It's here. The cover we've all been waiting for is here at last. Isn't that cool?
But would it surprise you, long-time reader of either these reviews or the new run of Wonder Woman, that events depicted on the cover may not actually occur within the narrative itself? Of course not. In fact, this issue, the exact opposite of what's shown on the cover happens. To find out what I mean by that and to take a gander at Wondie's new cossie, follow me after the jump.
We'll also be discussing the Wonder Woman bits of Justice League #8, in which finally, you will believe a (Wonder) woman can fly. At last.
Have you noticed how much US network TV is like Las Vegas? As soon as one Las Vegas hotel gets something (e.g. an IMAX 3D ride), suddenly every Las Vegas hotel has to have it?
So stop me if you've heard this one before. A cop show on CBS (why haven't you stopped me yet?) all about rookie cops (why haven't you stopped me yet?), their love lives (why haven't you stopped me yet?) and the thorny dilemmas they face on the streets that academy hasn't prepared them for (why haven't you stopped me yet?).
Do you see where I'm going with this? I hope you do. Because I have to ask myself, you and CBS: Do we really need another Rookie Blue? Do we really need a show that isn't even half as good as Southland, simply because these shows aren't on CBS and CBS is the home of the procedural?
No, it doesn't matter that Robert de Niro is one of the producers, or that this features a surprisingly diverse cast, including Adam Goldberg (Friends), Leelee Sobieski (Joan of Arc) and Brit actor Tom Reed. Why? Because ultimately, despite a slight hint of the Southland in terms of detail, this is no better and no different than any other generic cop show, put together because all the other networks had one and CBS wanted one, too.
And so HBO's quest for the new Sex and the City continues. Take four women, stick them in a city, let them talk to each other a lot, particularly about sex. Hey presto! You have a new Sex and the City. Magic or what?
However, HBO's Girls has a lot better chance of being the new Sex and the City. I think. Trouble is, unlike Sex and the City which really was a truly universal show (if you took the trouble to watch it), Girls is a show that maybe only girls will watch. And I mean girls - or at least young women, here - because this is a show that (probably) has its finger so close to the pulse of young American women's lives (or at least East Coast, white, straight, middle to upper-middle class women's lives) that if it gets any closer, there'll be arterial spray hitting the walls in thousands of houses. And by girls, I also mean girls who love indie movies since this is effectively Sex and the City if it had been written by Ibsen on one of his cheerier days.
But I'm not a girl, so how should I know?
If you're in the US, you can see for yourself with the whole of the first episode on YouTube:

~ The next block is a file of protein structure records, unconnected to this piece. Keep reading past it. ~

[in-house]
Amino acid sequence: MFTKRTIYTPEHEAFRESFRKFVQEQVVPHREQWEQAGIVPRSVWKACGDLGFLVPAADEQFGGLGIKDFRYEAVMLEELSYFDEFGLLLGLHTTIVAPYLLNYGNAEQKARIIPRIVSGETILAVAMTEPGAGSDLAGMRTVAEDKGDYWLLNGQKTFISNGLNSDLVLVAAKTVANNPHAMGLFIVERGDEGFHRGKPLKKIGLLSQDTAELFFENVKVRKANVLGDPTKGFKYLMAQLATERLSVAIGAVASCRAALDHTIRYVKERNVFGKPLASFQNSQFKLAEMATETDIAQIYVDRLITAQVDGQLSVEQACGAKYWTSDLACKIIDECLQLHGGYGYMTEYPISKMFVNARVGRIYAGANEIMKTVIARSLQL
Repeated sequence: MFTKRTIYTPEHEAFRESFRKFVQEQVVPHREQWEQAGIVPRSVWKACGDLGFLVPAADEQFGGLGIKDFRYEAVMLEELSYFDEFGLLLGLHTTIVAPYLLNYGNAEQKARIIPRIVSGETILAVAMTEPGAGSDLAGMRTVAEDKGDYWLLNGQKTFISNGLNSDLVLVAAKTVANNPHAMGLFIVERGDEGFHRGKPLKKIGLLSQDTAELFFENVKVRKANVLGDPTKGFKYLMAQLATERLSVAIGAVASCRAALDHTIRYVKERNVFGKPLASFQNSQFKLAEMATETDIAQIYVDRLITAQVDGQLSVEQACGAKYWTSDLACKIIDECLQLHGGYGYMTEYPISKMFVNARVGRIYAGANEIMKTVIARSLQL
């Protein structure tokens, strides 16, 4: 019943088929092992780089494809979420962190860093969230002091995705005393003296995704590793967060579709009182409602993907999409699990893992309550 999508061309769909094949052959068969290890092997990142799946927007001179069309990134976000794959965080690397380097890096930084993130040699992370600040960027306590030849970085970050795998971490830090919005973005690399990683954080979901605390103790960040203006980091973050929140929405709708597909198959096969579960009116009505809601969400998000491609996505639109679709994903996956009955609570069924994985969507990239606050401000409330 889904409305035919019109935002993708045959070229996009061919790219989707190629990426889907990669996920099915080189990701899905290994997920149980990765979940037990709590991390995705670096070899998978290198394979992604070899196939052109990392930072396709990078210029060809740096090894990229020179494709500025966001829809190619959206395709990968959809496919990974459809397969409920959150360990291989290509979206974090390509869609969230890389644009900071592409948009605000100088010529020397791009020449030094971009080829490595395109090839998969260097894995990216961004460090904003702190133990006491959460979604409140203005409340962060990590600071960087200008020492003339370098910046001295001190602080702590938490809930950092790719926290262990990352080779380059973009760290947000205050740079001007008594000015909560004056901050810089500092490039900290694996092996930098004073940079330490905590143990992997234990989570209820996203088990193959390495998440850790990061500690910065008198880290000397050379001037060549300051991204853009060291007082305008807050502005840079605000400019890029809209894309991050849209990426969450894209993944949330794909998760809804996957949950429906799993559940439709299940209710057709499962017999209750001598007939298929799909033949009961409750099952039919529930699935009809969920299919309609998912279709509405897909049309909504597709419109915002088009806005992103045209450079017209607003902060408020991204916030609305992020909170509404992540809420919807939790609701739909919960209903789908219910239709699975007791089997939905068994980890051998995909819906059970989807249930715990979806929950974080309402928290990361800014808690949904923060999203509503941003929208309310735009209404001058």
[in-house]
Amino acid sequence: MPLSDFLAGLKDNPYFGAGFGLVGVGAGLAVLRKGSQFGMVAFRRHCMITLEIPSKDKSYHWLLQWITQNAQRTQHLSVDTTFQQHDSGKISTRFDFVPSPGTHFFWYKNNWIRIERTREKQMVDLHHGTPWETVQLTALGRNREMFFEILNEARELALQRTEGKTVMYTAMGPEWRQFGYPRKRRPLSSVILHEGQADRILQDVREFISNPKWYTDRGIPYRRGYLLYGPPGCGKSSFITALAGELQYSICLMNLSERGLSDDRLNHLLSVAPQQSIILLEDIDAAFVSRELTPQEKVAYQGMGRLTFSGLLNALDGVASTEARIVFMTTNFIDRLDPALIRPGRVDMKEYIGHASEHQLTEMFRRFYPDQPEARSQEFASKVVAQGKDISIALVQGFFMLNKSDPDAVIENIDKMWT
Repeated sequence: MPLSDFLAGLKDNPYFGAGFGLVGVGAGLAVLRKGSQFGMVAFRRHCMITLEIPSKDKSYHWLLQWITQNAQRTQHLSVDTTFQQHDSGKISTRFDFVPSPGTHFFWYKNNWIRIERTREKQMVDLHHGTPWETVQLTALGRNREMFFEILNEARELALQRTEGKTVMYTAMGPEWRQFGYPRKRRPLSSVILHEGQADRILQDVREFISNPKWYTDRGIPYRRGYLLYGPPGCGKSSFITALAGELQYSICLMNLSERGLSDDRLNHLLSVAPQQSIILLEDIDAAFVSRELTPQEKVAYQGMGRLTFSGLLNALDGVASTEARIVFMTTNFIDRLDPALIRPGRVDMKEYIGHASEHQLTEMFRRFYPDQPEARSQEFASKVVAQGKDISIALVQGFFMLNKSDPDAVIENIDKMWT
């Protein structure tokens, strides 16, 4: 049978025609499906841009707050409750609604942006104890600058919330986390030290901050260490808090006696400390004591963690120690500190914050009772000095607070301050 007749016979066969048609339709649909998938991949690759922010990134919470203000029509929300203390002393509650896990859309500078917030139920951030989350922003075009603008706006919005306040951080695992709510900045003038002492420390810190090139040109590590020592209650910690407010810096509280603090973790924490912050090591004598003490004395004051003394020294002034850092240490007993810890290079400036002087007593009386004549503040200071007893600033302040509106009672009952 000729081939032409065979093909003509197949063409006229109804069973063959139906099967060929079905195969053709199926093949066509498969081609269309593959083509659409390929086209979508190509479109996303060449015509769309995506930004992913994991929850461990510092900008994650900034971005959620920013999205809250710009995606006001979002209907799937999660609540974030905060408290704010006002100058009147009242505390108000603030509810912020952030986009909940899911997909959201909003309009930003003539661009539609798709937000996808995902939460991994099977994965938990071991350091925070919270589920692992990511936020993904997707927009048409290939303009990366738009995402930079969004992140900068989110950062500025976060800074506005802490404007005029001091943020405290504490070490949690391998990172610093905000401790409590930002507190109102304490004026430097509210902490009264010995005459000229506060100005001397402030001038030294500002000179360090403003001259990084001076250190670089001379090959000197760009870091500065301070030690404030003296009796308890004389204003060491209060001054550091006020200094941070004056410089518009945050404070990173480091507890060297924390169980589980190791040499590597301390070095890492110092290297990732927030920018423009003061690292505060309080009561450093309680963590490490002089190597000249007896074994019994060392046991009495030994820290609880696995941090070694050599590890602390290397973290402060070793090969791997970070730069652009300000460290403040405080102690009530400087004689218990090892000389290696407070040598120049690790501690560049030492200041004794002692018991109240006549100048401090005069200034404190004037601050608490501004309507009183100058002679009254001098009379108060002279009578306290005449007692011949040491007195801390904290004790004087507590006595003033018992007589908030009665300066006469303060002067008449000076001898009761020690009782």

Otherwise, you'll have to make do with this trailer:
About the blog
A UK media blog focusing on the best scripted TV from around the world, with daily news, views, exclusive reviews and good conversation. There's a bit of a bias towards the latest and greatest US TV, but we also cover Scandinavian, Canadian, European and Antipodean TV, as well as UK TV ranging from new Doctor Who to old Z Cars, and BBC4 to S4C.
Add in film, theatre, art, books, events, competitions and even weekly reviews of Wonder Woman comics, and you've (hopefully) got officially the fourth best blog on the web for media lovers. Oh yes, and there's The Barrometer, the ultimate guide to quality TV.
Praise for the blog Cision: fourth most important UK TV blog Blogging Edge: Blogger running Britain 2013
"For most of us watching the telly of an evening is a way to wind down and relax, but for Rob Buckley it’s his blogging bread and butter. With reviews of cult classics and up and coming US and Brit television shows, The Medium is Not Enough is fast becoming essential reading for TV buffs, with over 50,000 hits a month."
"The Medium Is Not Enough is a light-hearted look at TV, often from the US, but also from the UK. With varied, well-written content, the blog features healthy engagement and features well in search engines."
"Billing itself as 'officially the fourth most popular UK TV blog', there are several whimsical regulars here that could help it climb as high as number three…"
I'm Rob Buckley, a freelance journalist who writes for UK media magazines that most people have never heard of, although you might have heard me on Radio 5 Live's Saturday Edition or Afternoon Edition. I've edited Dreamwatch, Sprocket and Cambridge Film Festival Daily; been technical editor for trade magazine Televisual; reviewed films for the short-lived newspaper Cambridge Insider and the equally short-lived Death Ray and Filmstar magazines; written features for the even shorter-lived newspaper Soho Independent; and was regularly sarcastic about television on the blink-and-you-missed-it "web site for urban hedonists" The Tribe. I'm freelance now and have contributed to the likes of Broadcast, Total Content + Media, Action TV, Off The Telly, Action Network and TV Scoop.